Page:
AS the nation’s new generation of gardeners watch their banned hose pipe float away and wonder whether their summer garden is likely to be a desert or a swamp, it’s perhaps a good time for the city’s botanical experts to lend a hand.
“We wanted to try out an ‘easy gardening’ day to encourage people to do a bit of gardening, or do a bit more, and to help them learn a few techniques,” said Jane Quibell, chairman of the Friends of the Botanical Gardens, Sheffield.
“Children are often being taught about gardening at school now, but there’s still a bit of a generation gap, with younger adults who don’t know much about gardening at all and older ones who do, who are often very happy to pass on their knowledge.”
And that’s where volunteers and keen amateurs like the members of FOBS come in.
The trial Easy Gardening day at the gardens had the theme of ‘cheap and easy’, with demonstrations and advice including sowing seeds, taking cuttings, sharpening tools, weed identification, green roofs and making free containers out of house bricks, tin cans and old wellingtons.
“A lot of people are armchair gardeners or have little time and people from garden centres tell us that a lot of customers come one weekend, buy everything and think that’s it for the year and next week they’ll go to Meadowhall.”
That’s not how FOBS members do things but Jane understands how hard it can be for younger people to find time to devote to their gardens. Talking to a friendly veteran, like a FOBS member, can help.
Saturday was also a prelude to the famous FOBS spring plant sale this Sunday, where members will bring in their lovingly-tended plants for sale to the public: high quality at slightly cheaper than normal prices, Jane said.
The £3,000 or so FOBS hope to raise will go towards ‘added value’ planting and other causes, including the increasingly urgent replacement of the ‘new demonstration centre’ which is around 25 years old, but will probably need rebuilding in the next five years.
The Easy Gardening day was declared a success, with 50 to 60 visitors, and FOBS will be holding more.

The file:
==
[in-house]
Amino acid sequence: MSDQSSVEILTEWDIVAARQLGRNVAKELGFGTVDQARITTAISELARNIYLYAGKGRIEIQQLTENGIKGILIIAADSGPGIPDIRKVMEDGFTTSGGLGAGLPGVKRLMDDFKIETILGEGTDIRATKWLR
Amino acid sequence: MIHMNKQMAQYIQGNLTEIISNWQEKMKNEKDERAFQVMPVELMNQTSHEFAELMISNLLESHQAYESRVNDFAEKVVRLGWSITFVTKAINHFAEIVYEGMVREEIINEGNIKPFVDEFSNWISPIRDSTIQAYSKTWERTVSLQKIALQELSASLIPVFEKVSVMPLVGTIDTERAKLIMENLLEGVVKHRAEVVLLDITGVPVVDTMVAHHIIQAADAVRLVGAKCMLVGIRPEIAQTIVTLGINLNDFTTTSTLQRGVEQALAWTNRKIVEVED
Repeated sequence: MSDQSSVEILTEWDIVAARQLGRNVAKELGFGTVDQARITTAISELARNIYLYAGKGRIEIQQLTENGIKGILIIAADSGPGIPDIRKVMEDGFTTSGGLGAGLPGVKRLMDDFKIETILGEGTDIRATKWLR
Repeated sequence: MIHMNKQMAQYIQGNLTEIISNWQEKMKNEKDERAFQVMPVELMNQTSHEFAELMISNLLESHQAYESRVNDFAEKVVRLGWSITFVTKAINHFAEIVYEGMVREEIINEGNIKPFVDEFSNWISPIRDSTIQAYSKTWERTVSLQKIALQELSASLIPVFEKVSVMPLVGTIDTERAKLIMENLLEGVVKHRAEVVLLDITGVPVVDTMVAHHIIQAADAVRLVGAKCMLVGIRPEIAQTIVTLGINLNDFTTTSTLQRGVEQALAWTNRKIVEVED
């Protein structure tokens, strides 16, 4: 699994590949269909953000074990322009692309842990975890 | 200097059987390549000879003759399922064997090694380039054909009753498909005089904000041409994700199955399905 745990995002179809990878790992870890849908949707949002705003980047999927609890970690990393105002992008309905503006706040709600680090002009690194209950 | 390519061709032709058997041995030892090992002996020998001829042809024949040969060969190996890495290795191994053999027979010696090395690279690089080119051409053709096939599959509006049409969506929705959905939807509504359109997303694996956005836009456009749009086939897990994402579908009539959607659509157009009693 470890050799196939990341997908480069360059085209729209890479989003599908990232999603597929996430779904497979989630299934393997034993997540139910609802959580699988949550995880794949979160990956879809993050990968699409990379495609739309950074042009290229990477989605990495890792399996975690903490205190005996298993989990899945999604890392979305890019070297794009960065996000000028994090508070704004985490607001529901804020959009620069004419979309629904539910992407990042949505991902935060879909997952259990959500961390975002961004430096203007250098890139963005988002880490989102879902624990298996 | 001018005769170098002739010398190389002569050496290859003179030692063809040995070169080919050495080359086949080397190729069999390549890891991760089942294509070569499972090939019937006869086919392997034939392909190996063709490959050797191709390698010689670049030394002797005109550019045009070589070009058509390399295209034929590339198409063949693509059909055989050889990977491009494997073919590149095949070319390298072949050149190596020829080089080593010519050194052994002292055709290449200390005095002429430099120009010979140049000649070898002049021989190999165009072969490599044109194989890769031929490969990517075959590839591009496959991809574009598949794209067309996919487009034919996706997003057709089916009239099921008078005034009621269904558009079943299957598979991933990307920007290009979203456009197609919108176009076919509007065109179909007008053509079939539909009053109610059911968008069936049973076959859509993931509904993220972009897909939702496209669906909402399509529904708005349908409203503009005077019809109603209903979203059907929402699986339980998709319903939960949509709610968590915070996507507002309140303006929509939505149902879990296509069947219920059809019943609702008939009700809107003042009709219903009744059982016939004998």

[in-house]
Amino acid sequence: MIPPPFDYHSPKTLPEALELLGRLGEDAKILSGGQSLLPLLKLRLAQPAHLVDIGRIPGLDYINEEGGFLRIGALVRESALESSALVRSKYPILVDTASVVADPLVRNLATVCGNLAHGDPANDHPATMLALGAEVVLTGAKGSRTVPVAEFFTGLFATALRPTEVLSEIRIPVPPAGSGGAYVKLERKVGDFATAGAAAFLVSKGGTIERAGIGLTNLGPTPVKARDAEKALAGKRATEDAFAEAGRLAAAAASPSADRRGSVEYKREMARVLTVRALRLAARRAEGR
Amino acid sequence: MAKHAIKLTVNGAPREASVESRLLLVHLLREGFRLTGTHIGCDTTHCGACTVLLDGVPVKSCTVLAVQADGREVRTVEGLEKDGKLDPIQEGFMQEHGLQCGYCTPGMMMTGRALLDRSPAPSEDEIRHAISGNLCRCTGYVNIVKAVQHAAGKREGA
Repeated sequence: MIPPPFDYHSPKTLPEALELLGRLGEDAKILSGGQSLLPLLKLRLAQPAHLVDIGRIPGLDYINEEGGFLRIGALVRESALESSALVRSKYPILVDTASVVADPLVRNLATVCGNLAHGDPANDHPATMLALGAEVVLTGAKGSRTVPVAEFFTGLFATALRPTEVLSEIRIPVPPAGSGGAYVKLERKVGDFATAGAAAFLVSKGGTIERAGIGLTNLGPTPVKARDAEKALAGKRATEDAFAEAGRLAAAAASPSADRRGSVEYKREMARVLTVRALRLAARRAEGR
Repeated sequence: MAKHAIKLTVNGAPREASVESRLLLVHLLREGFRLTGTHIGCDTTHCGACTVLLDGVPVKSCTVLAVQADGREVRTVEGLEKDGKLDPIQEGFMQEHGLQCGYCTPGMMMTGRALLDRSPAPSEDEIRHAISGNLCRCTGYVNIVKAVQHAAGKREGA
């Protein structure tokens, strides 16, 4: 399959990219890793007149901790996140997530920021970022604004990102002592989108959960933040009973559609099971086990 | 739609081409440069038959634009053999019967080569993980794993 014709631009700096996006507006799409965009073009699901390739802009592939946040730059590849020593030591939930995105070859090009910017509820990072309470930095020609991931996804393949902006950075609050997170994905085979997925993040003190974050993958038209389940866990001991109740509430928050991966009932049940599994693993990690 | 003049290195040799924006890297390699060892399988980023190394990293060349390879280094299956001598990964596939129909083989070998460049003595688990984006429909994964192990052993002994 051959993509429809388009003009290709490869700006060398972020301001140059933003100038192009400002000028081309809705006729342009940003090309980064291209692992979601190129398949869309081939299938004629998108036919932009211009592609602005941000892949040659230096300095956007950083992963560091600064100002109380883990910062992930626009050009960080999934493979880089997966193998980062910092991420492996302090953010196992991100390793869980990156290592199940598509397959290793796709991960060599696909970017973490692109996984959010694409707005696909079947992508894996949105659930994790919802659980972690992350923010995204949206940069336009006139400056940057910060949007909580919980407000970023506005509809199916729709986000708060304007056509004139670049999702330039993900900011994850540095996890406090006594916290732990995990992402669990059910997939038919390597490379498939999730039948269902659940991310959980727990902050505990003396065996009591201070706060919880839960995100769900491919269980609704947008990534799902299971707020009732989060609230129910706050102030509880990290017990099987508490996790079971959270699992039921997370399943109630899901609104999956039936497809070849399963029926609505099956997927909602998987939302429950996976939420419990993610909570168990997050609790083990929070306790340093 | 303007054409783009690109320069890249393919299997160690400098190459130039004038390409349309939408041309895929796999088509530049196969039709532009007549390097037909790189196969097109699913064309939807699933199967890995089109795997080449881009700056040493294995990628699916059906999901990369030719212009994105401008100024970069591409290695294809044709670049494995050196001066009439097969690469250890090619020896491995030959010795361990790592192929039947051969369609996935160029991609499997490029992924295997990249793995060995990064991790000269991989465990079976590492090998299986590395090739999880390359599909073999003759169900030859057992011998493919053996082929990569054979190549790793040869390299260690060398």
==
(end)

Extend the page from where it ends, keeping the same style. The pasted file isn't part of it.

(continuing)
“People like to come to an event like this, because they can see how to do things and ask questions,” said Jane, adding that she is often frustrated by TV gardening programme presenters who often appear to have little regard to tight budgets or offer advice that may well not apply north of the home counties.
Her own advice to novices in the current financial and meteorological climate is to plant what you like, but maybe take advice from Sheffield’s many keen amateurs first before sweeping round the garden centre. It may also be wise to keep young plants inside if possible until the weather improves.
Botanical Gardens curator Ian Turner has worked in Kew, Devon and Hampshire in the past, but said he can’t think of any other city where you can stand and see green spaces from virtually everywhere, and he believes that the Botanical Gardens will continue to thrive, despite the financial climate.
“The Botanical Gardens are within walking distance from both the city centre and the Peak District, they’re of regional and national importance and with the team and support we have I think we’ll be able to keep the standards up,” he said. “But the more people who come and visit, the better it is for everyone.”
His own view of the weather situation is relaxed. “There is no such thing as an average year in Britain,” he said, as the clouds gathered. “If you don’t have challenges in gardening, you don’t learn.”